Soon after it was introduced to the world in the 1980s, crack cocaine became synonymous with inner-city problems. While this correlation was common in sensationalized media stories about the drug, it is only one part of crack's larger story. Crack explores the drug's history, the ever-changing demographics of its users, and the relationship between crack and crime. The book also explains the physical, psychological, social, and legal effects this drug has on its users. In addition, Crack examines why this form of cocaine is so addictive and discusses current approaches to the treatment of addiction to crack.
Drugs are everywhere-on our streets, in our homes, and in our schools-but straight facts about drugs are not. Drugs: The Straight Facts provides straightforward information on the history and use of crucial, lifesaving medications as well as the world's most widely abused substances, along with easy-to-understand explanations of how these substances can harm or heal the mind and body of the user.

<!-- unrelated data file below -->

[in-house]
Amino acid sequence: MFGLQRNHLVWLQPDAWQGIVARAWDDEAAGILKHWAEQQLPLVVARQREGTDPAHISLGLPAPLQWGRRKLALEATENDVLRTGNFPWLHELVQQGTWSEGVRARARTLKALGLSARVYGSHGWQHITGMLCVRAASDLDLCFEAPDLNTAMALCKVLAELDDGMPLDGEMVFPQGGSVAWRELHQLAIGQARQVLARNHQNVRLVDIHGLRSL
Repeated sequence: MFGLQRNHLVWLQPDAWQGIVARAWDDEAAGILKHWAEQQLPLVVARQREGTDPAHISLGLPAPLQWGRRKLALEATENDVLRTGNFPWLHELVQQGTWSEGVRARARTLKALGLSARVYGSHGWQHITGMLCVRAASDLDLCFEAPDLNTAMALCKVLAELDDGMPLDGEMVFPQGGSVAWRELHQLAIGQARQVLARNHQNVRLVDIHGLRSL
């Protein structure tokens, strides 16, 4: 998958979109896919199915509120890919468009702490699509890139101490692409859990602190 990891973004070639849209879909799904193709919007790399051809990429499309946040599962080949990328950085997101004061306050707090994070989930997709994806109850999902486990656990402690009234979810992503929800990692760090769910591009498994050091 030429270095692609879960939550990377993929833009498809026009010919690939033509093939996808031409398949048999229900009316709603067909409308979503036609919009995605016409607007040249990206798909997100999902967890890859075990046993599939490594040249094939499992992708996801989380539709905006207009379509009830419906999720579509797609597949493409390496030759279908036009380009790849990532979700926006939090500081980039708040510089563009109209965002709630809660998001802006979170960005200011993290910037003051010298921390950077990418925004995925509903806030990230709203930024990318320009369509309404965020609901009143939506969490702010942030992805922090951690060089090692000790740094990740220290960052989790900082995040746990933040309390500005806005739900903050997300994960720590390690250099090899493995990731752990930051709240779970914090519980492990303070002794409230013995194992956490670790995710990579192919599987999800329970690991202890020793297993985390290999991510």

Table of Contents
The Use and Abuse of Drugs David J. Triggle, Ph.D. 6
An Overview of Crack Cocaine 8
Why Is Crack So Addictive? 18
History of Crack Cocaine 25
Demographics of Crack Use 37
Crack, Crime, and Violence 44
Psychological and Medical Consequences of Crack Use 52
Prevention and Treatment of Crack Addiction 62
Drug Enforcement Administration Classification of Controlled Substances 70
Further Resources 79
About the Author 85
About the Editor 85